Apr 10, 2020

Mentoring for Better Health


The Center to Champion Nursing in America (CCNA), an initiative of AARP Foundation, AARP, and the Robert Wood Johnson Foundation, runs the national Future of Nursing: Campaign for Action. The Campaign, which seeks to build a healthier America through nursing, works with numerous stakeholders in support of mentoring programs at nursing schools that serve primarily students of color.

A top Campaign goal is to help our nation achieve health equity, and one route is by creating a more diverse nursing workforce that reflects the communities it serves. The Campaign provides in-person and virtual technical assistance to nursing schools serving students of color and to our state-based Action Coalitions. The goals are to improve retention and graduation rates of minority nursing students, and increase the graduates’ passage rates of the National Council Licensure Examination (NCLEX), required to practice nursing.

CCNA provides this technical assistance in collaboration with several other stakeholders. They include the US Department of Health and Human Services’ Office of Minority Health (OMH), Health Resources Services Administration (HRSA); the White House Initiative of Historically Black Colleges and Universities; and dozens of schools of nursing. CCNA also works with several national nursing organizations, including the National Association of Hispanic Nurses, the National Alaskan Native American Indian Nurses Association, and Chi Eta Phi, a professional service organization for nurses and nursing students representing many cultures and ethnic backgrounds. We also plan to amplify the National Black Nurses Association’s mentoring program when that organization is ready.

Over the past several years, the Campaign has hosted several trainings, most recently at the White House Initiative on Historically Black Colleges and Universities National HBCU Week Conference in September 2019. The Campaign plans additional mentor trainings in late 2020 to mid-2021. One will be with Hispanic-serving institutions’ schools of nursing and another with Native American-serving nursing schools.

Health Equity and Community Presence

A more diverse nursing workforce helps achieve health equity in a number of ways. Evidence shows that health care providers who are members of racial and ethnic minorities are more likely to practice in underserved communities. A more diverse nursing workforce means that more Americans will have better access to care, including culturally and linguistically appropriate care.

Supporting efforts to increase the diversity of the nursing workforce also helps AARP, which houses the Campaign, achieve its goals of increasing its community presence and relevance with multicultural communities.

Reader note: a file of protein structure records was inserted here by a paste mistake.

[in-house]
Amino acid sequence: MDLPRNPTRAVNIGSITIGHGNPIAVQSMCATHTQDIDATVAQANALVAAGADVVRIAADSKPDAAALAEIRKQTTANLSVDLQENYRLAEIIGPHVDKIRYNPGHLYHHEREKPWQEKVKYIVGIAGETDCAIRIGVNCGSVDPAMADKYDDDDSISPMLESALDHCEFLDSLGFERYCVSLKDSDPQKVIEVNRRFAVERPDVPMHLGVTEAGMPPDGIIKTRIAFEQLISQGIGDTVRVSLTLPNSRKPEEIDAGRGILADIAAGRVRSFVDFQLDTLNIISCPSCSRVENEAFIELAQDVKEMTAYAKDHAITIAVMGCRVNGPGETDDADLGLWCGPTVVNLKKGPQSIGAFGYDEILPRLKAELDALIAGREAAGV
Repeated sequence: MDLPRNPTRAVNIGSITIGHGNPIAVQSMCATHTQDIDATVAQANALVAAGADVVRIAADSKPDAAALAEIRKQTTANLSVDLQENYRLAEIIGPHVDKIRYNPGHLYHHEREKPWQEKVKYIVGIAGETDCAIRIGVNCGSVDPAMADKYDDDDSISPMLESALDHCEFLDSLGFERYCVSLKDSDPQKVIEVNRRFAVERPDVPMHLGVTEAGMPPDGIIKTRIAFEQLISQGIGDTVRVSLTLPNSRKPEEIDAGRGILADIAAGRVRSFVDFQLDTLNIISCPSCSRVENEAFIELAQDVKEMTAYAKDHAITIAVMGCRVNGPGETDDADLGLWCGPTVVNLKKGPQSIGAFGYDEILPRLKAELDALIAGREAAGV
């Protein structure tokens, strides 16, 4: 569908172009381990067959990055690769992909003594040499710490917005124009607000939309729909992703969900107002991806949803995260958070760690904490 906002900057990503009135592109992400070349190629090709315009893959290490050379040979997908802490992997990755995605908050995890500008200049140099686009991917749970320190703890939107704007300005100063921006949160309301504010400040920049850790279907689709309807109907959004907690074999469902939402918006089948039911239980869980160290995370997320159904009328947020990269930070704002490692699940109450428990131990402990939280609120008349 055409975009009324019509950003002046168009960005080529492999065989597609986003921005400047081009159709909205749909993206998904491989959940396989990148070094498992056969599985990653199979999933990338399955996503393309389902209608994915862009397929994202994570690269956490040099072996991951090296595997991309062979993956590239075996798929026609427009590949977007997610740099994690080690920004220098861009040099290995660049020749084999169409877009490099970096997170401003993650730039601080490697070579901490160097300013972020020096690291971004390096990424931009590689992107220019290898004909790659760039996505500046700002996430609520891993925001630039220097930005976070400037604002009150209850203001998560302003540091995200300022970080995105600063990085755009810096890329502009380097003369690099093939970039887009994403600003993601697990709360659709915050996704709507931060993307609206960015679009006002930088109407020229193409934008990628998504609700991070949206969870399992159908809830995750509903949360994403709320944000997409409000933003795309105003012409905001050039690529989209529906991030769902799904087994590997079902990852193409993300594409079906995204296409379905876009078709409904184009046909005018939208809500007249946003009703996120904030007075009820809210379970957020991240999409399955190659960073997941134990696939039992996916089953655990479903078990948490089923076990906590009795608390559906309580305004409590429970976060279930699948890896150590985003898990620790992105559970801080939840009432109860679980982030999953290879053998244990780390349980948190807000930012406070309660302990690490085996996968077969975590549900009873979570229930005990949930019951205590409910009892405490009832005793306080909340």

Mentoring Program Outcomes and Continued Efforts

According to participant evaluations collected by the Campaign, the September training at the HBCU conference left the 90 attendees more knowledgeable about mentor training, eager to share what they learned and more connected as a network. The peer-to-peer engagement and networking opportunities between the Campaign’s state-based Action Coalitions and nursing leaders from the HBCUs were vital to helping them develop plans to move forward with mentor programs. Participants appreciated learning about potential funding opportunities from various federal agencies.

As a result of this training, promising collaborations and steps occurred.  For example, Maryland’s four HBCUs created a coalition to seek funding for a joint mentoring program. Also, the nursing school dean at North Carolina Agricultural and Technical State University introduced a local health system to mentoring tools used by the Campaign, including this report  and a Health Equity Toolkit. Cone Health is now piloting the toolkit into its mentoring model to help develop leadership skills of its registered nursing workforce.

To support the mentoring strategy, the Campaign has developed more tools to help the schools.

The Campaign hosts a virtual mentor training learning collaborative with the 29 HBCU schools of nursing and their associated Action Coalitions. These monthly virtual meetings allow the Campaign and OMH to provide technical assistance, peer-to-peer engagement and coaching on how best to implement their mentoring programs. We are developing a product to match prospective mentors with schools of nursing.

The Campaign publicly houses materials for mentor training on its website. Webinars, blogs and other resources, including a fundraising toolkit, are available for those interested in developing similar programs. Future features will include a survey for perspective nurses and non-nurses who wish to mentor a nursing student. View here

Overall Diversity Outcomes

The efforts of the Campaign, as well as the other national drivers, have created a trend toward a more diverse nursing workforce. According to the Health Resources and Service Administration’s 2018 National Sample Survey of Registered Nurses, the numbers of Hispanic nurses nearly tripled in the last decade and the numbers of African American/Black nurses increased nearly 50 percent in that same time. Overall, the proportion of nurses of color grew from 16.8 percent to 26.7 percent of the overall nursing workforce since 2008.

To help the nursing workforce reflect the nation’s ethnic and racial diversity, more work is needed to bridge the gap. Mentoring programs, such as the one detailed here, are effective tools to achieve that goal.

For more information, please contact Jazmine Cooper, MBA at  jncooper@aarp.org.